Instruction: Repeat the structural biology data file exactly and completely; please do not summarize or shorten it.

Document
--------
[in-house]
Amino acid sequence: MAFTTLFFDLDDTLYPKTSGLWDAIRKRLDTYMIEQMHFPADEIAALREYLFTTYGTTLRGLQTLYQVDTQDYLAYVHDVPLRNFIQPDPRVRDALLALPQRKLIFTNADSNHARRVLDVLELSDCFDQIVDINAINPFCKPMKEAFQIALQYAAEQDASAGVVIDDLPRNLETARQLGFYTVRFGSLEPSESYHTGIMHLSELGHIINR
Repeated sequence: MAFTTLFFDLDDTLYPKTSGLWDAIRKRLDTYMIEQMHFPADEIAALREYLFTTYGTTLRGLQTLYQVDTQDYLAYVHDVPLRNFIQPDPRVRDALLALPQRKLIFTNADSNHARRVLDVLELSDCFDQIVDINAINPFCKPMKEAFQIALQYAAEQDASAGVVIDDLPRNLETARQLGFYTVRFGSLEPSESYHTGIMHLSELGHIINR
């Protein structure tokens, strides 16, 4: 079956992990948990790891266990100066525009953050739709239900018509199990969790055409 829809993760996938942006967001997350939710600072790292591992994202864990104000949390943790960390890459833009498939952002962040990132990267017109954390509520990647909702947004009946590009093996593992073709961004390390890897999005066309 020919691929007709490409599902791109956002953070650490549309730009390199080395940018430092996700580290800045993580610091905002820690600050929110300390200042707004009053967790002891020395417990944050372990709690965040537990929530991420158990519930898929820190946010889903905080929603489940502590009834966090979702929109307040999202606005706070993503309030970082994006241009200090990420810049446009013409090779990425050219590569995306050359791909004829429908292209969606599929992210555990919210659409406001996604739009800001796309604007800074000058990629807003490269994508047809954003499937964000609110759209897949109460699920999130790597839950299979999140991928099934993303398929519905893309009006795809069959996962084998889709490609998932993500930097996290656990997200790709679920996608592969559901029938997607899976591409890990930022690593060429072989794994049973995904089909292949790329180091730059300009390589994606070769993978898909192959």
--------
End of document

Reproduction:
[in-house]
Amino acid sequence: MAFTTLFFDLDDTLYPKTSGLWDAIRKRLDTYMIEQMHFPADEIAALREYLFTTYGTTLRGLQTLYQVDTQDYLAYVHDVPLRNFIQPDPRVRDALLALPQRKLIFTNADSNHARRVLDVLELSDCFDQIVDINAINPFCKPMKEAFQIALQYAAEQDASAGVVIDDLPRNLETARQLGFYTVRFGSLEPSESYHTGIMHLSELGHIINR
Repeated sequence: MAFTTLFFDLDDTLYPKTSGLWDAIRKRLDTYMIEQMHFPADEIAALREYLFTTYGTTLRGLQTLYQVDTQDYLAYVHDVPLRNFIQPDPRVRDALLALPQRKLIFTNADSNHARRVLDVLELSDCFDQIVDINAINPFCKPMKEAFQIALQYAAEQDASAGVVIDDLPRNLETARQLGFYTVRFGSLEPSESYHTGIMHLSELGHIINR
């Protein structure tokens, strides 16, 4: 079956992990948990790891266990100066525009953050739709239900018509199990969790055409 829809993760996938942006967001997350939710600072790292591992994202864990104000949390943790960390890459833009498939952002962040990132990267017109954390509520990647909702947004009946590009093996593992073709961004390390890897999005066309 020919691929007709490409599902791109956002953070650490549309730009390199080395940018430092996700580290800045993580610091905002820690600050929110300390200042707004009053967790002891020395417990944050372990709690965040537990929530991420158990519930898929820190946010889903905080929603489940502590009834966090979702929109307040999202606005706070993503309030970082994006241009200090990420810049446009013409090779990425050219590569995306050359791909004829429908292209969606599929992210555990919210659409406001996604739009800001796309604007800074000058990629807003490269994508047809954003499937964000609110759209897949109460699920999130790597839950299979999140991928099934993303398929519905893309009006795809069959996962084998889709490609998932993500930097996290656990997200790709679920996608592969559901029938997607899976591409890990930022690593060429072989794994049973995904089909292949790329180091730059300009390589994606070769993978898909192959």